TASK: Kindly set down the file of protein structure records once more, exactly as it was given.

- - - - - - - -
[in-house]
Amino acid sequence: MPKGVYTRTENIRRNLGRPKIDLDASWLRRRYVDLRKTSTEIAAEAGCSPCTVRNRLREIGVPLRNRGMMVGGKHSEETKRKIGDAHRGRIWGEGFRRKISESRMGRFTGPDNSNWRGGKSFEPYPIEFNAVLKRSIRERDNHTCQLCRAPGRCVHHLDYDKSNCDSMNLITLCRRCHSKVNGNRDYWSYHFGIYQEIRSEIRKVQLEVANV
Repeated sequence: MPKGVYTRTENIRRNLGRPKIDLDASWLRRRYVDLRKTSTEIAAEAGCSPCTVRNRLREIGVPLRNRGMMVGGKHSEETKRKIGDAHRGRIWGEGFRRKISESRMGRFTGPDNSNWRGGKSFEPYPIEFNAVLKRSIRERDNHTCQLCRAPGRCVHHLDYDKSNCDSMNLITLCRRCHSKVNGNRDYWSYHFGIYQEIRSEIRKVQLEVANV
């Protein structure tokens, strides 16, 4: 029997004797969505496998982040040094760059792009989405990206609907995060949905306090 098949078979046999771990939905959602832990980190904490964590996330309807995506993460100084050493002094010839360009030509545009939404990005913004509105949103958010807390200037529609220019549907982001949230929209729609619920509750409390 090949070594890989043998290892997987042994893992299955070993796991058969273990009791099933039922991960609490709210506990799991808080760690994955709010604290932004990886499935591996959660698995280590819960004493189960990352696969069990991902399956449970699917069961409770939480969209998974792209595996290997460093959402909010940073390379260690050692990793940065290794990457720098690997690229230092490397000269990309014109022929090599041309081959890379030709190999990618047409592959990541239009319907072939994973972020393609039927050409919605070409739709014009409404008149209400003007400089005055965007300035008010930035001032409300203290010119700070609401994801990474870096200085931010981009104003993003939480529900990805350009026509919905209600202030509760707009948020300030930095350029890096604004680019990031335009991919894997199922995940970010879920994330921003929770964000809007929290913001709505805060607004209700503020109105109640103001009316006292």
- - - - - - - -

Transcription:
[in-house]
Amino acid sequence: MPKGVYTRTENIRRNLGRPKIDLDASWLRRRYVDLRKTSTEIAAEAGCSPCTVRNRLREIGVPLRNRGMMVGGKHSEETKRKIGDAHRGRIWGEGFRRKISESRMGRFTGPDNSNWRGGKSFEPYPIEFNAVLKRSIRERDNHTCQLCRAPGRCVHHLDYDKSNCDSMNLITLCRRCHSKVNGNRDYWSYHFGIYQEIRSEIRKVQLEVANV
Repeated sequence: MPKGVYTRTENIRRNLGRPKIDLDASWLRRRYVDLRKTSTEIAAEAGCSPCTVRNRLREIGVPLRNRGMMVGGKHSEETKRKIGDAHRGRIWGEGFRRKISESRMGRFTGPDNSNWRGGKSFEPYPIEFNAVLKRSIRERDNHTCQLCRAPGRCVHHLDYDKSNCDSMNLITLCRRCHSKVNGNRDYWSYHFGIYQEIRSEIRKVQLEVANV
């Protein structure tokens, strides 16, 4: 029997004797969505496998982040040094760059792009989405990206609907995060949905306090 098949078979046999771990939905959602832990980190904490964590996330309807995506993460100084050493002094010839360009030509545009939404990005913004509105949103958010807390200037529609220019549907982001949230929209729609619920509750409390 090949070594890989043998290892997987042994893992299955070993796991058969273990009791099933039922991960609490709210506990799991808080760690994955709010604290932004990886499935591996959660698995280590819960004493189960990352696969069990991902399956449970699917069961409770939480969209998974792209595996290997460093959402909010940073390379260690050692990793940065290794990457720098690997690229230092490397000269990309014109022929090599041309081959890379030709190999990618047409592959990541239009319907072939994973972020393609039927050409919605070409739709014009409404008149209400003007400089005055965007300035008010930035001032409300203290010119700070609401994801990474870096200085931010981009104003993003939480529900990805350009026509919905209600202030509760707009948020300030930095350029890096604004680019990031335009991919894997199922995940970010879920994330921003929770964000809007929290913001709505805060607004209700503020109105109640103001009316006292």